Barnard, M. & Stoll, N. (2010, October). Organizational Change Management: A Rapid Literature Review. Retrieved from Bristol Institute of Public Affairs website: http://www.bristol.ac.uk/media-library/sites/cubec/migrated/documents/pr1.pdf
Choi, M. & Ruona, W.E.A. (2011, March). Individual Readiness for Organizational Change and Its Implications for Human Resource and Organization Development. Human Resource Development Review, 10(1), 46-73.
Manuela, P.V. & Clara, M.F. (n.d.). Resistance to Change: A Literature Review and Empirical Study. Retrieved from University of Valencia website: http://www.uv.es/~pardoman/resistencias.PDF
Mykkanen, M. & Vos, M. (2015). The Contribution of Public Relations to Organizational Decision Making: Insights from the Literature. Public Relations Journal, 9(2), 1-17.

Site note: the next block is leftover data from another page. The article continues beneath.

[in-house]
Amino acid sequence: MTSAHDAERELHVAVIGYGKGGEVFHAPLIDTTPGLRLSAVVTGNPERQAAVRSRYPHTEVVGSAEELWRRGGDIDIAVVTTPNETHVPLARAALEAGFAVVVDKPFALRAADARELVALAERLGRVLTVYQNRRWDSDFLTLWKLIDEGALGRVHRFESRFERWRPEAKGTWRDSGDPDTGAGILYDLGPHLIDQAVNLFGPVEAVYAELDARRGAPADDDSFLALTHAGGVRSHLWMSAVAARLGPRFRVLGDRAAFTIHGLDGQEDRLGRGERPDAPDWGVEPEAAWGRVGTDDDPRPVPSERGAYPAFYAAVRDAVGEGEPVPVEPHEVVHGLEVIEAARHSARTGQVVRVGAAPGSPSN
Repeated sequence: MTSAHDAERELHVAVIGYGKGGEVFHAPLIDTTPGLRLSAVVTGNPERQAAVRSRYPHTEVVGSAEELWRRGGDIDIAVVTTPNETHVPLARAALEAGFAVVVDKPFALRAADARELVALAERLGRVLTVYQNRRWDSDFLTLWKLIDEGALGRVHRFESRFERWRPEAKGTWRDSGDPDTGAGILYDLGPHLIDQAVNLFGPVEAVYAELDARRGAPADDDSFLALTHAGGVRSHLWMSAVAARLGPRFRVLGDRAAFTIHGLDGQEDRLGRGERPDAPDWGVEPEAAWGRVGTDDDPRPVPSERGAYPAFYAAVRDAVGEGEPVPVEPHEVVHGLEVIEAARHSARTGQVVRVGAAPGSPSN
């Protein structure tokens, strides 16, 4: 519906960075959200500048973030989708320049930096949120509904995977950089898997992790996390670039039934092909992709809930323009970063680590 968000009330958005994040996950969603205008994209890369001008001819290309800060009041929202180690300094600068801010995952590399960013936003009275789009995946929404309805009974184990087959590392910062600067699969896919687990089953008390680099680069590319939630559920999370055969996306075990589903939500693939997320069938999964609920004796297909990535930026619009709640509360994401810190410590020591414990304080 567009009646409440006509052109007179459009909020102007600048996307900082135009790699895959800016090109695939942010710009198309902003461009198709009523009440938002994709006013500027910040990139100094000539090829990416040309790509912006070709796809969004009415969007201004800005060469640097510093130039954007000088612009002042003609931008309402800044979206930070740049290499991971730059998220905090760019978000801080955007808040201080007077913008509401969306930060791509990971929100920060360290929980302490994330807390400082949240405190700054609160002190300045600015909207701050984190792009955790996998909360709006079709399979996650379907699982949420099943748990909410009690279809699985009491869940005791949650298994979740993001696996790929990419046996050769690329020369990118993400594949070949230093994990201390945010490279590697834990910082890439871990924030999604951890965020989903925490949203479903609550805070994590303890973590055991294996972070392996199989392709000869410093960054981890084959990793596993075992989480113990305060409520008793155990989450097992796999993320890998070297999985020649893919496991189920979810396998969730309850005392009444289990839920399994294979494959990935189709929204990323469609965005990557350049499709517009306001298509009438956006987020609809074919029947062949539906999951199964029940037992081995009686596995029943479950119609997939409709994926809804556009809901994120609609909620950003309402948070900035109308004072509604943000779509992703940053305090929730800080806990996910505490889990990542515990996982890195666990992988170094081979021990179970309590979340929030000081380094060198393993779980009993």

The brainstorming approach: The Grubb & Ellis Company
In contrast to the City of Miami, the Grubb & Ellis Company, a commercial real estate advisory firm, uses the 'brainstorming' method of decision-making. A creative business such as Grubb & Ellis clearly believes it benefits from a decision-making model that encourages a 'free for all' of information. In this model, individuals write down, collectively or individually, every idea that comes to mind, good or bad. No censorship is allowed. Quite often, unique and off-beat solutions are generated through this method, and sometimes even the 'craziest' ideas can germinate practical solutions.
The only problem with the brainstorming model is that because it is so democratic, the organization can get bogged down debating an array of available alternatives, when a quick decision is required. Eventually, a solution must be arrived at, and the organization may find itself forced to shift to a more…